The jury surprised us. It deliberated fourteen hours before announcing it was hopelessly deadlocked. The last vote was 7-5 for conviction.
We interviewed most of the jurors and learned a lot. First, many jurors had found C so credible that they, like Det. Meyers, did not seem to care that there were stark inconsistencies and implausible features in her statements. This seemed related to a second problem: although all jurors said they had followed the instruction to convict only if guilt was proven beyond a reasonable doubt, it did not seem that all who voted to convict really had that level of certainty.
We learned that many jurors had found the sheriff’s office’s investigation woeful, but only one felt that Det. Meyers’ interviewing errors had influenced what C had said in her interviews.
Perhaps most important, we learned that the jurors had not developed any concern for Earl. It is easy for adults on a jury to care what happens to a child who says she is a crime victim. If they do not also care what happens to the adult who is the defendant, the emotional scales tip heavily toward conviction. We theorized that two things had caused that to happen in Earl’s case. First, his inability to hear the trial and his difficulty following it via text on a monitor had made him seem disconnected from the trial. It almost appeared that the trial did not interest him much. Second, his not testifying prevented the jury from meeting him directly.
Three months after the jury hung, Earl went back to trial. Peter and I did many things differently because of what we had learned by interviewing jurors. We refocused jury selection, opening statement, closing argument, and our proposed jury instructions to remind the jurors whenever possible that any reasonable doubt required acquittal. We discarded the attack on Det. Meyers’ interviewing skills and refined the attack on the other failings in the police investigation. We called Earl to testify. We detailed Earl’s long history as a man who took good care of children.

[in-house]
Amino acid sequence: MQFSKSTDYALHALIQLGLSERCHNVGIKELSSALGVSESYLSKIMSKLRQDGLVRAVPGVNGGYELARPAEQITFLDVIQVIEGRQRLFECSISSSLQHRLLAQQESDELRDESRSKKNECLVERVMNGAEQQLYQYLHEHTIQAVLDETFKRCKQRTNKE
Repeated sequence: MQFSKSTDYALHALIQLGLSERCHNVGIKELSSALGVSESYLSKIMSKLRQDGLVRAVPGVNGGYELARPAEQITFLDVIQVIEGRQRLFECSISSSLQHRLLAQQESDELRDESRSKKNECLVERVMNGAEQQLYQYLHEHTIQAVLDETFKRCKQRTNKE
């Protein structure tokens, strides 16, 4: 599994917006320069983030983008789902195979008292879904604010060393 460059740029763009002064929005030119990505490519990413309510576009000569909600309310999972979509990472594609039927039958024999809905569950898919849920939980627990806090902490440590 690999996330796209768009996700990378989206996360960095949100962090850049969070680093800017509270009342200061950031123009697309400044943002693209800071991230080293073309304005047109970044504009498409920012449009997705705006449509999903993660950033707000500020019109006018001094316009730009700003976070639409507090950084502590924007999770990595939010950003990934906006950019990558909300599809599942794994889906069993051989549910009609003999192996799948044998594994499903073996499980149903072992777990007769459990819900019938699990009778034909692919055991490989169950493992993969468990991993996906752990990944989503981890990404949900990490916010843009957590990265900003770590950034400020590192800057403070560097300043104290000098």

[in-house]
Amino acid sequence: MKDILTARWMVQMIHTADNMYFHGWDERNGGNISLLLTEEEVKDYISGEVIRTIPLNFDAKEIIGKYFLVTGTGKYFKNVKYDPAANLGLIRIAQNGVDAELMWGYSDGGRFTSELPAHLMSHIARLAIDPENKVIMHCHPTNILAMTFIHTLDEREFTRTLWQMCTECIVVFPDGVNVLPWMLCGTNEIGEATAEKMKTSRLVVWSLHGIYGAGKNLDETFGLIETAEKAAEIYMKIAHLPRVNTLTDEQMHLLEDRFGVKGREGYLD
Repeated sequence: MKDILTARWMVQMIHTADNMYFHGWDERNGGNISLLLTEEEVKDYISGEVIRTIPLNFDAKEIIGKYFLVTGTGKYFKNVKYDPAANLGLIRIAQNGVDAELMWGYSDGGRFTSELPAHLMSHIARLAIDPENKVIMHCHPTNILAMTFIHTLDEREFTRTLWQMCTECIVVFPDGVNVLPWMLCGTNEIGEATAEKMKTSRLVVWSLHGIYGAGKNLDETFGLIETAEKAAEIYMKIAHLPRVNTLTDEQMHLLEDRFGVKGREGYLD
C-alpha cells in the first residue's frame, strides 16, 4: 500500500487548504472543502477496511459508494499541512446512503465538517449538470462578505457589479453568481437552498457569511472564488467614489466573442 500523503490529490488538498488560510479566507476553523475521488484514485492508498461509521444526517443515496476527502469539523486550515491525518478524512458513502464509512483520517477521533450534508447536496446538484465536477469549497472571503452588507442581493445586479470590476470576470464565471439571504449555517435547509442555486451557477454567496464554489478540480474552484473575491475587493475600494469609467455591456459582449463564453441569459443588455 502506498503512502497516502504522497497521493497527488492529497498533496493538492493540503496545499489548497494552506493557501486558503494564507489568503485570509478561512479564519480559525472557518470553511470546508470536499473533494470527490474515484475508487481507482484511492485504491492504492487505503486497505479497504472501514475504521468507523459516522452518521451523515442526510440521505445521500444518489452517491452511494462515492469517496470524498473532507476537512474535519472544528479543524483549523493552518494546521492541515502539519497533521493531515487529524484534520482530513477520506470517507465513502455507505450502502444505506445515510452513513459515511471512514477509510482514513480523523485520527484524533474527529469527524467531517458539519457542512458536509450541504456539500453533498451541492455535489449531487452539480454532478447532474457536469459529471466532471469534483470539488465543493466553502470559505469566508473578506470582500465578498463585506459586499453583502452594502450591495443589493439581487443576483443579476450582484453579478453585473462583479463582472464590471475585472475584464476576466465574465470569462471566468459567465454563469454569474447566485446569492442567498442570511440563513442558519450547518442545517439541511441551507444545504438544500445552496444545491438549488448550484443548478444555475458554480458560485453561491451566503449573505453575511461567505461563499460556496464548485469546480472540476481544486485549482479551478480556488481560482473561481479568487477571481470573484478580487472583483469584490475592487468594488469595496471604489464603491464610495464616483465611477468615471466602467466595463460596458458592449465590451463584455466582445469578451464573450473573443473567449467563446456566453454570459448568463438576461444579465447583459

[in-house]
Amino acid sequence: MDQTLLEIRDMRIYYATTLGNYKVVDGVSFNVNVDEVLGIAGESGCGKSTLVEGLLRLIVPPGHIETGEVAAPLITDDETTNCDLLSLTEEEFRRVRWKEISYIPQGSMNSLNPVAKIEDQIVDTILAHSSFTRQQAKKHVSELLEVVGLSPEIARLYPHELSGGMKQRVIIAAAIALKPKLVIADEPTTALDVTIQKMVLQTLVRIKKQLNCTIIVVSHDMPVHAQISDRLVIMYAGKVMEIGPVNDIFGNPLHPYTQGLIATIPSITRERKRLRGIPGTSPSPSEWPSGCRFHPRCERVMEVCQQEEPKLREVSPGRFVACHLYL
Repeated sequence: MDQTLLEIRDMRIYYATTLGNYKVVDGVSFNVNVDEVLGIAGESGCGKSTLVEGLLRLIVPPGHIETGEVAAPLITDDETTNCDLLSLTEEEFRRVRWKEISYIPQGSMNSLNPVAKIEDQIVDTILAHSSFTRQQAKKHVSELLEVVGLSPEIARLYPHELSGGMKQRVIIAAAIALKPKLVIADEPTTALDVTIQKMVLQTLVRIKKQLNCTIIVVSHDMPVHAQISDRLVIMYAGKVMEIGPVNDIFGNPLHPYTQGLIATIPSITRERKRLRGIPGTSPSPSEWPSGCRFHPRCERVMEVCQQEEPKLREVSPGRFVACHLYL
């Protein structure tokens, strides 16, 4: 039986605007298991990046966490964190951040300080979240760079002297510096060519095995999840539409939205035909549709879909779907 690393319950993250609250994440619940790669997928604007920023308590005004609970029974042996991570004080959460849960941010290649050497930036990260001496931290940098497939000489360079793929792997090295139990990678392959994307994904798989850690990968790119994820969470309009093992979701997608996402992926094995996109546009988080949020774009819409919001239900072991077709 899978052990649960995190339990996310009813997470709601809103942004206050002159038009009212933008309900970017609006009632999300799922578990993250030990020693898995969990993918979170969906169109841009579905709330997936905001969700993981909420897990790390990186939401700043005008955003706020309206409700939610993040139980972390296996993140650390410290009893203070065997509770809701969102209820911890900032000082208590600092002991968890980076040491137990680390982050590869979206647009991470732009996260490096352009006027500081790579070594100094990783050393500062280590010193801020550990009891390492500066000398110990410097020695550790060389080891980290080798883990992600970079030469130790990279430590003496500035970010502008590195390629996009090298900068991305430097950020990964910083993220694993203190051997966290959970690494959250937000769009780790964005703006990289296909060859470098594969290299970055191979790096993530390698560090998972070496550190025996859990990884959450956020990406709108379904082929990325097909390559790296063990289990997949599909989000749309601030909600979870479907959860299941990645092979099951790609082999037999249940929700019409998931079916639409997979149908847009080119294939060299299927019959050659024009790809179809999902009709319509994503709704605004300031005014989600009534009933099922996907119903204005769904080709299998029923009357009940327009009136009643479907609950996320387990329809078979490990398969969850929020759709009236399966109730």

The case was well reported by the local newspaper, the Daily Interlake.
When the case went to the jury, I felt Earl would be acquitted. I remembered, though, that I had felt the same at the end of the first trial, and that jury had surprised me. The second jury received the case late on a Friday, so I had the weekend to wonder whether this time justice would be done. Earl wondered, too.
According to members of the second jury with whom I later spoke, it spent ten hours reviewing the evidence before doing any voting. When it did vote, the initial count was 9-2 to acquit. Only a unanimous vote could produce a verdict. After a bit more discussion, the jury voted 12-0 to acquit.
With the acquittal, Earl was released from all legal restraint, including the order that he have no contact of any sort with children. He went to a restaurant to celebrate with family and friends. Parents brought to the restaurant daycare children who had missed “Papa” for nearly a year. A photo of that joyous reunion ran on the front page of the Daily Interlake.
A juror sent a letter to counsel and the editor of the newspaper. She denounced Det. Meyers for “choosing to try, and convict, Mr. Hunt in his own mind” and therefore not investigating “what the truth may have really been.” She said she prayed that none of her family or friends would ever be “assumed guilty by those whose job it is to protect their freedom.”
The prosecutors found themselves defending the decision to prosecute Earl.
When asked how he might rebuild his reputation, Earl said he did not think it needed rebuilding. He felt the truth had at last been shown in court.